So long to the Super Fine setting for me

Started 1 month ago | Discussions thread
OP Humansvillian Senior Member • Posts: 1,968
Thanks for the memory tips

Scottelly wrote:

Humansvillian wrote:

I know that in order to wring the last, dying quiver of image quality out of any good camera, I should shoot in RAW.

And folks that do shoot in RAW do have bragging rights to talk to serious photographers who always shoot in RAW, or at least claim to shoot RAW, when talking about the subject to anybody who claims to understand what RAW means.

But I tried RAW, and it generated huge files, and worse yet started counting towards my 15 gig free Google Photos limit, my phone didn't like to upload the pictures, so sadly I went back to JPEG. I guess I'll never be a professional anyway, or even a real serious amateur.

But when my wife and I travelled to visit Hermann, I thought I'd juice my pictures up a bit by shooting Super Fine quality pictures. After all, it's free to upgrade from Fine to Super Fine, although the good people at Olympus make you go through the menu to do it.

I got so incensed about taking pictures at Hermann, I racked up over six hundred shots in one afternoon. The average file size was something on the order of 11 megabytes. It clogged up my phone, and took hours to upload. It even took a long time to upload on my personal computer.

After playing with Olympus cameras now for the last three years, I'd like to say my Super Fine photos were maybe just a little better than those shot in Fine.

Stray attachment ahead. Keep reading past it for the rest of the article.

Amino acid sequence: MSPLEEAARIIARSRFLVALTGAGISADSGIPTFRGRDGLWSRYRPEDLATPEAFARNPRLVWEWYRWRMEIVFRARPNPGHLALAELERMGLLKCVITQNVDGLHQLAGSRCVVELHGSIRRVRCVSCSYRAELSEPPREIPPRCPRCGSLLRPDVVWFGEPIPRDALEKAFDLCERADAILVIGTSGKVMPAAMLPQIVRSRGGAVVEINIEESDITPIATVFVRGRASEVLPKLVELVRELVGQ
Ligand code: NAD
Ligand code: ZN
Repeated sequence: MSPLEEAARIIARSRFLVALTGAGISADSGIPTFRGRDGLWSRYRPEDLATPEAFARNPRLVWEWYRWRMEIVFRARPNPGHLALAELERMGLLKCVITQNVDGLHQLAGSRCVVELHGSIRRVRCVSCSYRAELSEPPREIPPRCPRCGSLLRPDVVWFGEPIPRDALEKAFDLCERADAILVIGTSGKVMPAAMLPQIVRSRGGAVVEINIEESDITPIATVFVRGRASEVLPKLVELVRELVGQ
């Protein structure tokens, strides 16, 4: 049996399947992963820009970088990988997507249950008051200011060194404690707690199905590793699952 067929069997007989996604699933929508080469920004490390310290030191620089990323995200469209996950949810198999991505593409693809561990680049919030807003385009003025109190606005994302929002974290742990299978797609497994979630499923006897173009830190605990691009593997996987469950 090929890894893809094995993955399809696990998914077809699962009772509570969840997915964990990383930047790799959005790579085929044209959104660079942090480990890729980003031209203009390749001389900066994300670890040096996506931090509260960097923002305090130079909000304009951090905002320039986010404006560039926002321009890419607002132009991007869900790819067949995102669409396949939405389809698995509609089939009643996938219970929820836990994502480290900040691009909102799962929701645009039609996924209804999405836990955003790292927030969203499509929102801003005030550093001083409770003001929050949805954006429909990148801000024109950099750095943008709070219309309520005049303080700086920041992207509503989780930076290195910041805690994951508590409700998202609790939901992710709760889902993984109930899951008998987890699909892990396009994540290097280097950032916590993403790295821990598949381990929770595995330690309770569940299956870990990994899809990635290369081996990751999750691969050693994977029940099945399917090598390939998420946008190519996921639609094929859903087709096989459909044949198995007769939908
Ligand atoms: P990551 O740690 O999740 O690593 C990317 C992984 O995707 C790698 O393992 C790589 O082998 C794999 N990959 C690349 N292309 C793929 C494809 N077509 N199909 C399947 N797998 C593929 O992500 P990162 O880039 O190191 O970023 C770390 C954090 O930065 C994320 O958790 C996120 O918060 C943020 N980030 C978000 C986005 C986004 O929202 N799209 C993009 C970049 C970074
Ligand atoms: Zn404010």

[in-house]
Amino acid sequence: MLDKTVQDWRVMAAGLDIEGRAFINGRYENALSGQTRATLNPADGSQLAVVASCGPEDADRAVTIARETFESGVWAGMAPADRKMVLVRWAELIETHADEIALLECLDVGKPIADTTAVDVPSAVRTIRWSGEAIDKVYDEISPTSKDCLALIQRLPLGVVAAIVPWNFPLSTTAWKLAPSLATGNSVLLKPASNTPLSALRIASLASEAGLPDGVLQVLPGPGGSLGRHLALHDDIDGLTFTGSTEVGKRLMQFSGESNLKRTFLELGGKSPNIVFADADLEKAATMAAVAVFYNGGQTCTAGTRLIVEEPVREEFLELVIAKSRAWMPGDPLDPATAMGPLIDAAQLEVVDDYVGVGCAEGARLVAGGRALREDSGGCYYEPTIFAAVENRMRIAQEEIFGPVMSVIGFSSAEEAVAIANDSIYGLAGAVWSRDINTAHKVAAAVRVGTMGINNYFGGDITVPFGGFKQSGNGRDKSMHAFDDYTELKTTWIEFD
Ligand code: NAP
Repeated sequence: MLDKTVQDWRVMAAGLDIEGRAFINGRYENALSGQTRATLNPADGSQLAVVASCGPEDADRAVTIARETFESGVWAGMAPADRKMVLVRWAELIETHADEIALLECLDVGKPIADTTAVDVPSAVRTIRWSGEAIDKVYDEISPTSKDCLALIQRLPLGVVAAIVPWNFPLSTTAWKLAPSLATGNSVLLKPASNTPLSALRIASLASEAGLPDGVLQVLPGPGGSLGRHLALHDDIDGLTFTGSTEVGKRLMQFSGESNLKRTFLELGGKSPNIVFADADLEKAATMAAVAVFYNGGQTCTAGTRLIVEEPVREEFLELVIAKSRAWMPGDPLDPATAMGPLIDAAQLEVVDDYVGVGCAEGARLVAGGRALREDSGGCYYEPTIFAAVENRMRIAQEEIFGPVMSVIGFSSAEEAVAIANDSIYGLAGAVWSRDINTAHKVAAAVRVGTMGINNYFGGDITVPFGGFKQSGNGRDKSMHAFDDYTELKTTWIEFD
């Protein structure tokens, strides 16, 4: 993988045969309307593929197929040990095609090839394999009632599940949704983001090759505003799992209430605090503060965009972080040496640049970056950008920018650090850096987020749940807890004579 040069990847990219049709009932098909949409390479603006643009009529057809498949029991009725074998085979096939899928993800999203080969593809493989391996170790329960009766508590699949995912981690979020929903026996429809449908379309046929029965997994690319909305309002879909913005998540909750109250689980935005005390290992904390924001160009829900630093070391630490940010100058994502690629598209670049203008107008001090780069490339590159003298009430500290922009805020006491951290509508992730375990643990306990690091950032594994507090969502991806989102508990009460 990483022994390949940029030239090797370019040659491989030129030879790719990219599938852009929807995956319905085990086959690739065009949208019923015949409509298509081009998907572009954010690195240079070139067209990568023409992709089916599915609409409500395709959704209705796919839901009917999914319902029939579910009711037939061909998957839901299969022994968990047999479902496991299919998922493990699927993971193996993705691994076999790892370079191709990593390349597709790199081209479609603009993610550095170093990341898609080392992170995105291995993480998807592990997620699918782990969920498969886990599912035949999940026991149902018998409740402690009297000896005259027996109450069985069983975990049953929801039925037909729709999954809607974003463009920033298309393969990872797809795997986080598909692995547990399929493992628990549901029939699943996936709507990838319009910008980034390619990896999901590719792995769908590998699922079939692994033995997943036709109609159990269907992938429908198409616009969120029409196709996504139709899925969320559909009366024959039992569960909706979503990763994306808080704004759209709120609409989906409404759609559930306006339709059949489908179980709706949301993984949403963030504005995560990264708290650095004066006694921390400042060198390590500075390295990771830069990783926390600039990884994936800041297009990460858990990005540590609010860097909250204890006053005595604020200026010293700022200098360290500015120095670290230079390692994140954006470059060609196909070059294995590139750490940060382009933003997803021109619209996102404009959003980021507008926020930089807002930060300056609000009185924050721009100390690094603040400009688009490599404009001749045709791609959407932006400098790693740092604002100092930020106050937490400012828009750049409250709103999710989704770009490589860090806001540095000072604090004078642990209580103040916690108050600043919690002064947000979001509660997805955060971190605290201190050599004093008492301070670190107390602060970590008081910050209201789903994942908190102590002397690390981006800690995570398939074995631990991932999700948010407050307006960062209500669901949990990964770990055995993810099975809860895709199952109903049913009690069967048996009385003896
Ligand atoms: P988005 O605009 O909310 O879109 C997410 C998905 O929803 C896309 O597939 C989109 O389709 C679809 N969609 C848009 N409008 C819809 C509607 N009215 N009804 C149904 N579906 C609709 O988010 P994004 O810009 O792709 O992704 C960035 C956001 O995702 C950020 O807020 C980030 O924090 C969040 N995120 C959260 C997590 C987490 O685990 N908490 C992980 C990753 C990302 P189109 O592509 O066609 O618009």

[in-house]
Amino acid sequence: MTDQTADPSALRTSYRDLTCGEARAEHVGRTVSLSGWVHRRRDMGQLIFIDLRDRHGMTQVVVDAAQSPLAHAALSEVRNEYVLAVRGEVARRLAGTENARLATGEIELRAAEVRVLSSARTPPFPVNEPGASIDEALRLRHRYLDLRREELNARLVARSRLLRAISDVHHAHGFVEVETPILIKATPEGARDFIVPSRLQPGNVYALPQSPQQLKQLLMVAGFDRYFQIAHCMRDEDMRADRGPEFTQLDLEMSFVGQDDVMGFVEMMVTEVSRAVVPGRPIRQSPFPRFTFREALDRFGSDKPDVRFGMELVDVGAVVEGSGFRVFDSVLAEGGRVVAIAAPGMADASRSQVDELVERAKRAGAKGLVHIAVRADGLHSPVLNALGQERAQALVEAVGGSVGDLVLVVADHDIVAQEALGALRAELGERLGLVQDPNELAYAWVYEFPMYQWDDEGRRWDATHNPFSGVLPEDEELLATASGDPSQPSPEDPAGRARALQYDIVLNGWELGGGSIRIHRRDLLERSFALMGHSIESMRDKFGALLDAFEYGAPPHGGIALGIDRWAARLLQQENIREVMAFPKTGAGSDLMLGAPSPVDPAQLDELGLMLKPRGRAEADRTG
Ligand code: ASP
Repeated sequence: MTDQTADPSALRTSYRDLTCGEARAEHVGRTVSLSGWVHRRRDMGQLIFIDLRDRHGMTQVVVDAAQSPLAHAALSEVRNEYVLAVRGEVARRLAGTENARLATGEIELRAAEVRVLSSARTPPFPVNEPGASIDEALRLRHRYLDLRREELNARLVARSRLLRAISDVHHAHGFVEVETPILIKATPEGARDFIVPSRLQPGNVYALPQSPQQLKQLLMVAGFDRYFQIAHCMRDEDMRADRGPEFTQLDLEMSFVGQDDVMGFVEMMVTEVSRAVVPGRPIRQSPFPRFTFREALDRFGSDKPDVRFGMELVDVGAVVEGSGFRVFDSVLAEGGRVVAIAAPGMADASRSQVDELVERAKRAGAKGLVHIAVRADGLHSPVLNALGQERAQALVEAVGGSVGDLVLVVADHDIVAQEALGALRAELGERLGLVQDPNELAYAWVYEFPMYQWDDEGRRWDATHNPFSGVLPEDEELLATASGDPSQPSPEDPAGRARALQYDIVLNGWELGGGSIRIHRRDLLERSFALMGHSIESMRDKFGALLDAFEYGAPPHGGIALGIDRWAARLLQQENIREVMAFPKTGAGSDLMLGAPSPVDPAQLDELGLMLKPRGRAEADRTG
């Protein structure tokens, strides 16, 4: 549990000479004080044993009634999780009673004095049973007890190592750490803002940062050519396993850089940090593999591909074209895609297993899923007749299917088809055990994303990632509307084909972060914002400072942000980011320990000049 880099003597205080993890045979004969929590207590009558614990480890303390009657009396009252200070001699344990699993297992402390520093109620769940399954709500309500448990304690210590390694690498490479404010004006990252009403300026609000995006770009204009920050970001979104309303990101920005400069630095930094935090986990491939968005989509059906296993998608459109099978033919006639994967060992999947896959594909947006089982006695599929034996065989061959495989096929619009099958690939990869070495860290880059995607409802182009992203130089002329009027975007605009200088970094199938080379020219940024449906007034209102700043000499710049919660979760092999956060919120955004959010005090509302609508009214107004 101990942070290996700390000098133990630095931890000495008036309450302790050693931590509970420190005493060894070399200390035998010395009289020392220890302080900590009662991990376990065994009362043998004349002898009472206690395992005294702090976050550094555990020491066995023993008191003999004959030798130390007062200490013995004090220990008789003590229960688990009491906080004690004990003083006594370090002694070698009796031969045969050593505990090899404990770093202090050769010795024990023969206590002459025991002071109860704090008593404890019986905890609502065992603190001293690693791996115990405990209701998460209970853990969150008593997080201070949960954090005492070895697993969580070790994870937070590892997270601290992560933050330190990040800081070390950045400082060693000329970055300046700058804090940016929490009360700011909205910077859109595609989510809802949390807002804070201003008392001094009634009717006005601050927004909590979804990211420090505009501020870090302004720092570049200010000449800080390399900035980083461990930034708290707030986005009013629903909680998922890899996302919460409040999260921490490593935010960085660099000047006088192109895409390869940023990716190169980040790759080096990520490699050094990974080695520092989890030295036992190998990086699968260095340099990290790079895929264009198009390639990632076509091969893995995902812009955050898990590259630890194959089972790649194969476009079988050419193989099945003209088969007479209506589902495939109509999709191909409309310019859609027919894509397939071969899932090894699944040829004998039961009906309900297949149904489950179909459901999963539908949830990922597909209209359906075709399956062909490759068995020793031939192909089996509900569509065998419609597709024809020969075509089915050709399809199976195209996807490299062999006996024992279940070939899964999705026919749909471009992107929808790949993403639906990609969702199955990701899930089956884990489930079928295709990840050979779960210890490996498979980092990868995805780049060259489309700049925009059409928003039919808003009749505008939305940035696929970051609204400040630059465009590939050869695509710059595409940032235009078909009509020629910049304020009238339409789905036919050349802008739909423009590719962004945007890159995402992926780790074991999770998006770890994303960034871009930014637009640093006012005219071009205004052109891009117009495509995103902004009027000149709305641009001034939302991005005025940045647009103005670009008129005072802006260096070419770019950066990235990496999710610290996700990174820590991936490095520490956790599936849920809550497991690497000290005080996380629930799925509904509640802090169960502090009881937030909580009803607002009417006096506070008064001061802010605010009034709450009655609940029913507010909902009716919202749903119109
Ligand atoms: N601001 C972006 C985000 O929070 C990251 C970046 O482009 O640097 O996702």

But I can't see any difference.

For folks like me that just like to take pictures and share them with friends and family, and have an excuse to play with my Olympus camera, Super Fine is not fine at all.

Actually, I'll bet Normal quality would be fine enough, to suit me.

If you shoot a small camera, it's good to have the smallest file size that satisfies the craving to take pictures.

So from now on, no more Super Fine quality for me.

Maybe this will help:

Shoot in RAW+JPG mode. That way you can use your jpegs like normal, but you'll have the raw files when/if you need them.

P.S. I have many terabytes of hard drives filled primarily with raw files that I never do anything with . . . but all those drives probably cost me less than $1,000 over the past 15 years.

Hard drives are really fast and cheap now.

. . . and if you prefer a more portable solution:

My first Kodak DC3200 had something less than one gig Compact Flash card.

My PL1 came with a whopping big 16 gig card.

I just treated myself to a 256 gig Samsung Micro Card for $40.

All my saved digital photos, so far, amount to 107 gigsaced on Google Photos and downloaded back on the hard drive to my OC.

Any time I want I can transfer them to a $40 card and leave it in the camera.

Thr people that make SD cards are flat out magicians.

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